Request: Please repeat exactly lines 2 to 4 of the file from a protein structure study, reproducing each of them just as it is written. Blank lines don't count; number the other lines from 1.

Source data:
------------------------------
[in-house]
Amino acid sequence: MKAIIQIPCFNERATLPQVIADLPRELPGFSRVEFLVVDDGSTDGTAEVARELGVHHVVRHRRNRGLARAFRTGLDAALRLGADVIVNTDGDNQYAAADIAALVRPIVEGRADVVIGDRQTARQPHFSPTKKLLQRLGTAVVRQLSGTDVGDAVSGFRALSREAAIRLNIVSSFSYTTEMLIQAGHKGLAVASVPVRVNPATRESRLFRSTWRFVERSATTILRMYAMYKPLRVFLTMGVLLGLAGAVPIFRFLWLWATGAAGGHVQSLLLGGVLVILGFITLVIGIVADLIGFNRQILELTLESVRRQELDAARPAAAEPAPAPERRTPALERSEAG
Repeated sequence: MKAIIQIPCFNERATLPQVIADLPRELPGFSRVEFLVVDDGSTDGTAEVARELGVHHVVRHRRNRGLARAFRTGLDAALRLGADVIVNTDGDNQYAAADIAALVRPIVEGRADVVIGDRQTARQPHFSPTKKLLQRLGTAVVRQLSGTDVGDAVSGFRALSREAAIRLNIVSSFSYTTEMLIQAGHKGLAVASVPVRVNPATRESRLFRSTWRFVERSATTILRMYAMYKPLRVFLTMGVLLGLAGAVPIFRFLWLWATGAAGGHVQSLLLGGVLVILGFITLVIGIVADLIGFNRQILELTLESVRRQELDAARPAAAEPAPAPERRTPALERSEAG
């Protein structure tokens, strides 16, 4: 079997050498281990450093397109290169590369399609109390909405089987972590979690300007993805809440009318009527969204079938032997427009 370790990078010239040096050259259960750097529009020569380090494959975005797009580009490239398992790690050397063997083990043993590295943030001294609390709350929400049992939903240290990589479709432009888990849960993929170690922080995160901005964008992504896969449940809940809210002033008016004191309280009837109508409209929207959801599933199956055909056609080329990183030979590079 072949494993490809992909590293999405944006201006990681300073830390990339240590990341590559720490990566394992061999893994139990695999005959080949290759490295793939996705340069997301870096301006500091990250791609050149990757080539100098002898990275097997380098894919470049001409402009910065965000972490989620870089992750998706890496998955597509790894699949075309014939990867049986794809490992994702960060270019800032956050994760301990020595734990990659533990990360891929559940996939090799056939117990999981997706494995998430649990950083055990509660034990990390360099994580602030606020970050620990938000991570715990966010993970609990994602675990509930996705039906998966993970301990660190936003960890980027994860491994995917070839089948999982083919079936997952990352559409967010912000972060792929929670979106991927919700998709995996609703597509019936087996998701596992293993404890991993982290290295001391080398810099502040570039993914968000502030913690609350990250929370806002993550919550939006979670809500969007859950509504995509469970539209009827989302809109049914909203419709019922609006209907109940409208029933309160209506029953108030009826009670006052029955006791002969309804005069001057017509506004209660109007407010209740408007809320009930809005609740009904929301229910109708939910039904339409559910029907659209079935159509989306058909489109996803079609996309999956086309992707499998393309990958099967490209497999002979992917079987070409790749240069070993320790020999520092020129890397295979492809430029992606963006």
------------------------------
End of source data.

Amino acid sequence: MKAIIQIPCFNERATLPQVIADLPRELPGFSRVEFLVVDDGSTDGTAEVARELGVHHVVRHRRNRGLARAFRTGLDAALRLGADVIVNTDGDNQYAAADIAALVRPIVEGRADVVIGDRQTARQPHFSPTKKLLQRLGTAVVRQLSGTDVGDAVSGFRALSREAAIRLNIVSSFSYTTEMLIQAGHKGLAVASVPVRVNPATRESRLFRSTWRFVERSATTILRMYAMYKPLRVFLTMGVLLGLAGAVPIFRFLWLWATGAAGGHVQSLLLGGVLVILGFITLVIGIVADLIGFNRQILELTLESVRRQELDAARPAAAEPAPAPERRTPALERSEAG
Repeated sequence: MKAIIQIPCFNERATLPQVIADLPRELPGFSRVEFLVVDDGSTDGTAEVARELGVHHVVRHRRNRGLARAFRTGLDAALRLGADVIVNTDGDNQYAAADIAALVRPIVEGRADVVIGDRQTARQPHFSPTKKLLQRLGTAVVRQLSGTDVGDAVSGFRALSREAAIRLNIVSSFSYTTEMLIQAGHKGLAVASVPVRVNPATRESRLFRSTWRFVERSATTILRMYAMYKPLRVFLTMGVLLGLAGAVPIFRFLWLWATGAAGGHVQSLLLGGVLVILGFITLVIGIVADLIGFNRQILELTLESVRRQELDAARPAAAEPAPAPERRTPALERSEAG
């Protein structure tokens, strides 16, 4: 079997050498281990450093397109290169590369399609109390909405089987972590979690300007993805809440009318009527969204079938032997427009 370790990078010239040096050259259960750097529009020569380090494959975005797009580009490239398992790690050397063997083990043993590295943030001294609390709350929400049992939903240290990589479709432009888990849960993929170690922080995160901005964008992504896969449940809940809210002033008016004191309280009837109508409209929207959801599933199956055909056609080329990183030979590079 072949494993490809992909590293999405944006201006990681300073830390990339240590990341590559720490990566394992061999893994139990695999005959080949290759490295793939996705340069997301870096301006500091990250791609050149990757080539100098002898990275097997380098894919470049001409402009910065965000972490989620870089992750998706890496998955597509790894699949075309014939990867049986794809490992994702960060270019800032956050994760301990020595734990990659533990990360891929559940996939090799056939117990999981997706494995998430649990950083055990509660034990990390360099994580602030606020970050620990938000991570715990966010993970609990994602675990509930996705039906998966993970301990660190936003960890980027994860491994995917070839089948999982083919079936997952990352559409967010912000972060792929929670979106991927919700998709995996609703597509019936087996998701596992293993404890991993982290290295001391080398810099502040570039993914968000502030913690609350990250929370806002993550919550939006979670809500969007859950509504995509469970539209009827989302809109049914909203419709019922609006209907109940409208029933309160209506029953108030009826009670006052029955006791002969309804005069001057017509506004209660109007407010209740408007809320009930809005609740009904929301229910109708939910039904339409559910029907659209079935159509989306058909489109996803079609996309999956086309992707499998393309990958099967490209497999002979992917079987070409790749240069070993320790020999520092020129890397295979492809430029992606963006």